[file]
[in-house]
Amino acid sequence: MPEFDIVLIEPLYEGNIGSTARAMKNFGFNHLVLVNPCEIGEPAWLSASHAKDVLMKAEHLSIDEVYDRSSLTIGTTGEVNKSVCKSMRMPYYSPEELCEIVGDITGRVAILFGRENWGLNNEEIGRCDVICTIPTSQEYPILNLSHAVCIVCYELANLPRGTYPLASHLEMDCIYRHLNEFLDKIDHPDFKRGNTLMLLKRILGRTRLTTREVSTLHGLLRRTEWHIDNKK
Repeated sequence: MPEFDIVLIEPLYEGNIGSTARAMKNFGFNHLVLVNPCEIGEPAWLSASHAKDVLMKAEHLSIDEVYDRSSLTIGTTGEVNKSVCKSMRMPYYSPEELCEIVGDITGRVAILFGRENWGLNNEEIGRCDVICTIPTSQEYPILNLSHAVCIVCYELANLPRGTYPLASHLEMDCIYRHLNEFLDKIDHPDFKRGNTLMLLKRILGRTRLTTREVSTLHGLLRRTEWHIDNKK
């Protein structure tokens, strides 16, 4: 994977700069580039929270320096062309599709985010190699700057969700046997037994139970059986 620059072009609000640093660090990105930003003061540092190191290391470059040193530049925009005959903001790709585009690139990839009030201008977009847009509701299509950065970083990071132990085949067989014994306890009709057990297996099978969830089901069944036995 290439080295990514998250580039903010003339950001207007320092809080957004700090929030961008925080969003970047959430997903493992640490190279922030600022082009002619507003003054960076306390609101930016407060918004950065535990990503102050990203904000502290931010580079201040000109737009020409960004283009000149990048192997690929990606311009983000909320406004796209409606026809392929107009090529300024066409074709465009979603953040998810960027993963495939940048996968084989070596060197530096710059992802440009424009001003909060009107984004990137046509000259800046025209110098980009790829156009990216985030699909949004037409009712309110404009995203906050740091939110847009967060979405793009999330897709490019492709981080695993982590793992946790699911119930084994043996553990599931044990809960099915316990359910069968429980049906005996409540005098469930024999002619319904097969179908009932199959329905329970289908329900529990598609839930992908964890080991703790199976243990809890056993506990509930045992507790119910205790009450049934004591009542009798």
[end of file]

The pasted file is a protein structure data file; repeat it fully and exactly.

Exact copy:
[in-house]
Amino acid sequence: MPEFDIVLIEPLYEGNIGSTARAMKNFGFNHLVLVNPCEIGEPAWLSASHAKDVLMKAEHLSIDEVYDRSSLTIGTTGEVNKSVCKSMRMPYYSPEELCEIVGDITGRVAILFGRENWGLNNEEIGRCDVICTIPTSQEYPILNLSHAVCIVCYELANLPRGTYPLASHLEMDCIYRHLNEFLDKIDHPDFKRGNTLMLLKRILGRTRLTTREVSTLHGLLRRTEWHIDNKK
Repeated sequence: MPEFDIVLIEPLYEGNIGSTARAMKNFGFNHLVLVNPCEIGEPAWLSASHAKDVLMKAEHLSIDEVYDRSSLTIGTTGEVNKSVCKSMRMPYYSPEELCEIVGDITGRVAILFGRENWGLNNEEIGRCDVICTIPTSQEYPILNLSHAVCIVCYELANLPRGTYPLASHLEMDCIYRHLNEFLDKIDHPDFKRGNTLMLLKRILGRTRLTTREVSTLHGLLRRTEWHIDNKK
């Protein structure tokens, strides 16, 4: 994977700069580039929270320096062309599709985010190699700057969700046997037994139970059986 620059072009609000640093660090990105930003003061540092190191290391470059040193530049925009005959903001790709585009690139990839009030201008977009847009509701299509950065970083990071132990085949067989014994306890009709057990297996099978969830089901069944036995 290439080295990514998250580039903010003339950001207007320092809080957004700090929030961008925080969003970047959430997903493992640490190279922030600022082009002619507003003054960076306390609101930016407060918004950065535990990503102050990203904000502290931010580079201040000109737009020409960004283009000149990048192997690929990606311009983000909320406004796209409606026809392929107009090529300024066409074709465009979603953040998810960027993963495939940048996968084989070596060197530096710059992802440009424009001003909060009107984004990137046509000259800046025209110098980009790829156009990216985030699909949004037409009712309110404009995203906050740091939110847009967060979405793009999330897709490019492709981080695993982590793992946790699911119930084994043996553990599931044990809960099915316990359910069968429980049906005996409540005098469930024999002619319904097969179908009932199959329905329970289908329900529990598609839930992908964890080991703790199976243990809890056993506990509930045992507790119910205790009450049934004591009542009798």